- Hum Hau
- A god of death and the underworld.
- Hun-Batz *PV*
- 'One Howler Monkey', one of the two stepbrothers of the Hero Twins, one of the Howler Monkey Gods and patron of the arts.
- Hun-Came *PV*
- 'One-Death', a lord of the underworld (Xibalba) who, along with Vucub-Came 'Seven-Death', killed Hun Hunahpu. They were defeated by the latter's sons, the Hero Twins.
- Hun-Chowen *PV*
- One of the two stepbrothers of the Hero Twins, one of the Howler Monkey Gods and patron of the arts.
- Hun-Hunahpu *PV*
- The father of the Maya Hero Twins Ixbalanque and Hun-Hunahpu by a virgin. Beheaded in Xibalba, the underworld, by the rulers of Xibalba, Hun Came and Vucub Caquix. His sons found a way through MultiVerse knowledge to save their father and many other folk this time around..
- Hunab Ku
- 'Sole God', identical with Itzamna as the highest Yucatec god; or a more abstract upper god. *Current research now indicates this 'Maya' symbol is not of Maya origin and rather an invention by a Catholic missionary to more easily introduce one-god concept into the Maya culture.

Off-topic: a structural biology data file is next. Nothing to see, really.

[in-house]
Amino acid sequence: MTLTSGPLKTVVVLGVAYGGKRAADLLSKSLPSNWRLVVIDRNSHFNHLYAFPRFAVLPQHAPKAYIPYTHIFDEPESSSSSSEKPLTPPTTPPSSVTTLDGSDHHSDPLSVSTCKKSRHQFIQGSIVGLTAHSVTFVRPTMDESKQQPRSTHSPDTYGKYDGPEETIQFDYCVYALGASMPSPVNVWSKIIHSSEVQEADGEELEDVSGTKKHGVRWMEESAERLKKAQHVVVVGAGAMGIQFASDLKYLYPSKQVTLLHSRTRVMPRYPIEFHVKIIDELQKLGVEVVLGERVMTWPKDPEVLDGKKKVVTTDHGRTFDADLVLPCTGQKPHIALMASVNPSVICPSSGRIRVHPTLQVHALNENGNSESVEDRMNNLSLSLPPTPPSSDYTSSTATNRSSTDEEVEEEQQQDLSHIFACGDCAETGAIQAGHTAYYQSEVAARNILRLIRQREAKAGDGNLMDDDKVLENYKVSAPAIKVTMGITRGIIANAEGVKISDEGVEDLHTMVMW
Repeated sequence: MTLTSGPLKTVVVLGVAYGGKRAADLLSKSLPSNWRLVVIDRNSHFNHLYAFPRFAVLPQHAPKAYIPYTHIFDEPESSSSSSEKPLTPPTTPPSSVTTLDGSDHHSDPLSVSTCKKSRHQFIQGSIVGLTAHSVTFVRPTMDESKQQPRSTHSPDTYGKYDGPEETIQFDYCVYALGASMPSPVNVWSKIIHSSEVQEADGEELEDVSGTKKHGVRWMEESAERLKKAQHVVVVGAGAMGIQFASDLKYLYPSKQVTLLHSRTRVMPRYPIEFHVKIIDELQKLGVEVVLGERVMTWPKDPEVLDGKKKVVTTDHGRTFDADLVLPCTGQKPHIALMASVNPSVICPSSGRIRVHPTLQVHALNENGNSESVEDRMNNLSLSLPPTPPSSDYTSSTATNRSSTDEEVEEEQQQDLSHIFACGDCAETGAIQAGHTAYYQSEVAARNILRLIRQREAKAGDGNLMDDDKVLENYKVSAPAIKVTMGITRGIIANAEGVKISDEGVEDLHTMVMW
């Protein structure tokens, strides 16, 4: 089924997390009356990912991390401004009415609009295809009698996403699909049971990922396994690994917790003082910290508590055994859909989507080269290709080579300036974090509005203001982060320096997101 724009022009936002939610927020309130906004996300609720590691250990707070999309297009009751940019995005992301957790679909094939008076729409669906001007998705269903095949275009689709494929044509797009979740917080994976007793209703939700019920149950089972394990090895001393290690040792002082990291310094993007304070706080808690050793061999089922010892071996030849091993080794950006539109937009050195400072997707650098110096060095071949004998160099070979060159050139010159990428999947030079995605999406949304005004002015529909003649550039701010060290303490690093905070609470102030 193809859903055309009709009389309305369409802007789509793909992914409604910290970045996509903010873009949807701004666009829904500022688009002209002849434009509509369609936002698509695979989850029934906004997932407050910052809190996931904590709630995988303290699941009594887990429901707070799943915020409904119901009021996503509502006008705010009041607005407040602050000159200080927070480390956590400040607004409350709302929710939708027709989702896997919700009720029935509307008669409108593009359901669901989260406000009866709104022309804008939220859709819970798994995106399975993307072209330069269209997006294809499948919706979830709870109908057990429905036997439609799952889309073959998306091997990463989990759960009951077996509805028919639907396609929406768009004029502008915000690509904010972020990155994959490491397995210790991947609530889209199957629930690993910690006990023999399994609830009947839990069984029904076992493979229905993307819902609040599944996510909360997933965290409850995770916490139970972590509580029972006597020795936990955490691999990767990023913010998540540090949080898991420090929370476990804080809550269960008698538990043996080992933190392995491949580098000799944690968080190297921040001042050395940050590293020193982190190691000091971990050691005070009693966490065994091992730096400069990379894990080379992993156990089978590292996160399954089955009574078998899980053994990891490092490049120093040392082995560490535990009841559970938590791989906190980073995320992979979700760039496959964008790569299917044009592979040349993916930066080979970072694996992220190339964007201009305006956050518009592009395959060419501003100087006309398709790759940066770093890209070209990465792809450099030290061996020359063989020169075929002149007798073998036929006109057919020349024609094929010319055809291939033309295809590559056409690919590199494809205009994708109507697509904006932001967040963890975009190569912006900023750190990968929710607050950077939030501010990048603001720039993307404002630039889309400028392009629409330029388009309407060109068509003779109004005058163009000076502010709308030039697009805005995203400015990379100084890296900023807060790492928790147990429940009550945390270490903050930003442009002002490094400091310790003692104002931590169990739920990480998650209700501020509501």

- Hun-Ahpu *PV*
- One of the Maya Hero Twins.
- Hunahpu-Gutch *PV*
- One of the thirteen creator gods who helped create humanity.
- Hunahpu Utiu *PV*
- One of the thirteen creator gods who helped create humanity.
- 'One-Maize', a reading of the name glyph of the Classic Tonsured Maize God
- A now obsolete reading of the name glyph of the Classic Tonsured Maize God
- Huracan *PV*
- 'One-Leg', one of three lightning gods together called 'Heart of the Sky', and acting as world creators.